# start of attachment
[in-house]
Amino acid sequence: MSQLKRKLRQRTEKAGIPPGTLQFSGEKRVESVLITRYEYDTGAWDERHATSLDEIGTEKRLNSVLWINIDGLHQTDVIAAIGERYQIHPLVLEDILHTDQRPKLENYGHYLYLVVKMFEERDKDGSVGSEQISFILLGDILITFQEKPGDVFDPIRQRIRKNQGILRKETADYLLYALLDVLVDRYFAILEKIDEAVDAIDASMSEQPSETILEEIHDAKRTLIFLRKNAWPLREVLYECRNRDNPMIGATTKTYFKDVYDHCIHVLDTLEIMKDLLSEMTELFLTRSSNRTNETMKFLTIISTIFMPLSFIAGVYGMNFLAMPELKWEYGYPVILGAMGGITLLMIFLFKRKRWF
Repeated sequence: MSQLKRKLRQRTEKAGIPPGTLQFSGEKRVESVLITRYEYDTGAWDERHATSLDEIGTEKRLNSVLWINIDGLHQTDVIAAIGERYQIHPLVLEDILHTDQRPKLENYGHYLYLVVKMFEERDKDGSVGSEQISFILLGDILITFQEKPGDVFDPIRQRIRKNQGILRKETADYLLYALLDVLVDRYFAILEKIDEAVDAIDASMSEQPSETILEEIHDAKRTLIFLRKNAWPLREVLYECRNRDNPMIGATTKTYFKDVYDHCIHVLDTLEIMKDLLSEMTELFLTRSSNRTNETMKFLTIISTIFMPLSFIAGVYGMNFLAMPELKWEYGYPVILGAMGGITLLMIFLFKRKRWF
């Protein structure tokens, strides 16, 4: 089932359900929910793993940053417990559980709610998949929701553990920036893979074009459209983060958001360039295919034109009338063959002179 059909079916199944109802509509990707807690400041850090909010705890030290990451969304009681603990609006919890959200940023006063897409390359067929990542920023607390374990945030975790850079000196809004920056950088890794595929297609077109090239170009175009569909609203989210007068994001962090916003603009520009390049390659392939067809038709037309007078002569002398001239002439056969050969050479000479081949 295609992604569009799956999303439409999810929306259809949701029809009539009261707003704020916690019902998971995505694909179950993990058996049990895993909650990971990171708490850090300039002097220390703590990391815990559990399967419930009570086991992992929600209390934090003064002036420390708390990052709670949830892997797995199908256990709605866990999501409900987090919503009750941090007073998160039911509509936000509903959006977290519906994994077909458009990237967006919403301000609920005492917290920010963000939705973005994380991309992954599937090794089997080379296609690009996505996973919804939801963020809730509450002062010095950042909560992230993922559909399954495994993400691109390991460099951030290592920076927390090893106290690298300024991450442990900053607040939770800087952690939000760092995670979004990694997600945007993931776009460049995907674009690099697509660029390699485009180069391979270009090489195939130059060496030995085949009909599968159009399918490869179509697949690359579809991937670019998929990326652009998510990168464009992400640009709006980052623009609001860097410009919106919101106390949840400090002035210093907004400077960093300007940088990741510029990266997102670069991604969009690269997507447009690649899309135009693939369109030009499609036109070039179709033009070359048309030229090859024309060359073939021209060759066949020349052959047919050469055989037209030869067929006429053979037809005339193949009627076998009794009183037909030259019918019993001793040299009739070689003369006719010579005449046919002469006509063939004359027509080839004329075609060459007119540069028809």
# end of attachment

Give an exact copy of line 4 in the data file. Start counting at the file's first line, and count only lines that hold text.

């Protein structure tokens, strides 16, 4: 089932359900929910793993940053417990559980709610998949929701553990920036893979074009459209983060958001360039295919034109009338063959002179 059909079916199944109802509509990707807690400041850090909010705890030290990451969304009681603990609006919890959200940023006063897409390359067929990542920023607390374990945030975790850079000196809004920056950088890794595929297609077109090239170009175009569909609203989210007068994001962090916003603009520009390049390659392939067809038709037309007078002569002398001239002439056969050969050479000479081949 295609992604569009799956999303439409999810929306259809949701029809009539009261707003704020916690019902998971995505694909179950993990058996049990895993909650990971990171708490850090300039002097220390703590990391815990559990399967419930009570086991992992929600209390934090003064002036420390708390990052709670949830892997797995199908256990709605866990999501409900987090919503009750941090007073998160039911509509936000509903959006977290519906994994077909458009990237967006919403301000609920005492917290920010963000939705973005994380991309992954599937090794089997080379296609690009996505996973919804939801963020809730509450002062010095950042909560992230993922559909399954495994993400691109390991460099951030290592920076927390090893106290690298300024991450442990900053607040939770800087952690939000760092995670979004990694997600945007993931776009460049995907674009690099697509660029390699485009180069391979270009090489195939130059060496030995085949009909599968159009399918490869179509697949690359579809991937670019998929990326652009998510990168464009992400640009709006980052623009609001860097410009919106919101106390949840400090002035210093907004400077960093300007940088990741510029990266997102670069991604969009690269997507447009690649899309135009693939369109030009499609036109070039179709033009070359048309030229090859024309060359073939021209060759066949020349052959047919050469055989037209030869067929006429053979037809005339193949009627076998009794009183037909030259019918019993001793040299009739070689003369006719010579005449046919002469006509063939004359027509080839004329075609060459007119540069028809």